‘Anar/ Vanessa’ Mdou Moctar/ Brainstorm

Sahelsounds is a wonderful label + blog founded by Christopher Kirkley. On his blog he regularly posts stories about his encounters with musicians in the vast Sahel region (Mauritania, Senegal, Mali, and Niger.). Many of the songs are field recordings he made using digital recording tools Zoom h2, Marantz PMD. It might sound quite easy: recording music and putting it online but when you read his posts and listen to the released tunes you will be amazed by the authenticity of this project. Check the bandcamp page of Sahelsounds for great LPs like ‘Laila Je T’Aime‘. In future I will let you know about new Sahelsounds-releases. Stay tuned.

One of the recent releases was Anar/ Vanessa. Whereas ‘Anar‘ is the original autotune love-balad by Nigerien artist Mdou Moctar, ‘Vanessa‘ is the english version of it, translated and played by the Portland-based group Brainstorm. You may download it for a price of your choice.

The following blog-extract is an example of Christopher Kirkley’s writing in which he tells us about the story behind ‘La Super‘, a track written and performed by Mdou Moctar:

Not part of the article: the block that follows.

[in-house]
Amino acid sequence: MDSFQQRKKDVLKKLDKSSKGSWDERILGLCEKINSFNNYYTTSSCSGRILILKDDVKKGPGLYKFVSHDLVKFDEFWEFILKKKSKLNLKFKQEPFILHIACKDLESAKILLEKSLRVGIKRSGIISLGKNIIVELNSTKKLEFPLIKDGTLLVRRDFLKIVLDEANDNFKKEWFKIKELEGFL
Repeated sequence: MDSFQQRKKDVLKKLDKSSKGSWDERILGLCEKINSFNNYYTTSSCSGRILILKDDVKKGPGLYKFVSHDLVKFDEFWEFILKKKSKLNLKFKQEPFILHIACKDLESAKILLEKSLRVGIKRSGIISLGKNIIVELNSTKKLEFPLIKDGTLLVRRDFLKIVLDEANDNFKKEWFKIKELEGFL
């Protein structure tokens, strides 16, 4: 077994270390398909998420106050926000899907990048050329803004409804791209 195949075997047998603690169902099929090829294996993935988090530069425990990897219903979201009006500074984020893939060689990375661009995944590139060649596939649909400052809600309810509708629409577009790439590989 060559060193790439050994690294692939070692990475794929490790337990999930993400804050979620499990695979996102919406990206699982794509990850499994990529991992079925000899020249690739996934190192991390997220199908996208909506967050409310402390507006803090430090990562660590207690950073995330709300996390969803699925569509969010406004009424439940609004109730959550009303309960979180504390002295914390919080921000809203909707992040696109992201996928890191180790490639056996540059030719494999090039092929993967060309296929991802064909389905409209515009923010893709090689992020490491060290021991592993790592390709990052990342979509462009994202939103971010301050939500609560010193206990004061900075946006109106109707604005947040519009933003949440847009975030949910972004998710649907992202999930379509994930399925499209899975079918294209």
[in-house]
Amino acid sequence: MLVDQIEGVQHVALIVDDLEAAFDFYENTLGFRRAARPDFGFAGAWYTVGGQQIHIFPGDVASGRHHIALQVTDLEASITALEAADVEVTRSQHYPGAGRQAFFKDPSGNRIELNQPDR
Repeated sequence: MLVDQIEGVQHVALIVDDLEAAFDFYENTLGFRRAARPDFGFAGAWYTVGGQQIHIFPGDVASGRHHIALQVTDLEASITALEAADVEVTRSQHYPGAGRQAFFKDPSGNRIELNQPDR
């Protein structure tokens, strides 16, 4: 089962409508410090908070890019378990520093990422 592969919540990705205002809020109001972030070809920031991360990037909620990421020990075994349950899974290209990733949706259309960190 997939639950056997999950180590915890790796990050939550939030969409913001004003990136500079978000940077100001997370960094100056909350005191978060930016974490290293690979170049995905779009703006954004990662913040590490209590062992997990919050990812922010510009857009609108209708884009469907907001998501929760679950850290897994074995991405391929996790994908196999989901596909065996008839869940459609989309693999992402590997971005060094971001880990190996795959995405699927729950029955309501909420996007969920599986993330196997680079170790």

“Everything that he had earned in Libya, he gave to his mother. He had nothing left. He asked her for his old guitar that he had left there in his absence, sitting abandoned in the corner. He put on new strings and took it out to play. Two days afterwards, he left for Abalak with some new friends, but soon they had to return to their village. They liked his guitar. One week later, they called him and invited him to come and stay for awhile. They organized large picnics, sitting under the acacia trees.

There was a girl. And he fell in love with her. She would always say, “You are super.” So he started calling her “My Super.”

One day when they all came together, she wasn’t there. He saw later and asked, why didn’t you come, she said if you want to find me you know where to find me. He loved her, but he couldn’t say such a bold thing. He had just arrived. The next day, she was sleeping in the desert at Toruf, at her grandmother’s tent. He took a horse with his friend, Sayid, and went to the bush. He wore a strong perfume, and she knew it was him before he even arrived. There was a young man at her side, talking. The young man wanted him to leave. But she wanted him to stay. The three of them sat there in the dark. He talked to her, but the young man kept interrupting. Eventually after much deliberation, the young man left. He stayed and talked with her late until the night …” continue here on Sahelsounds.


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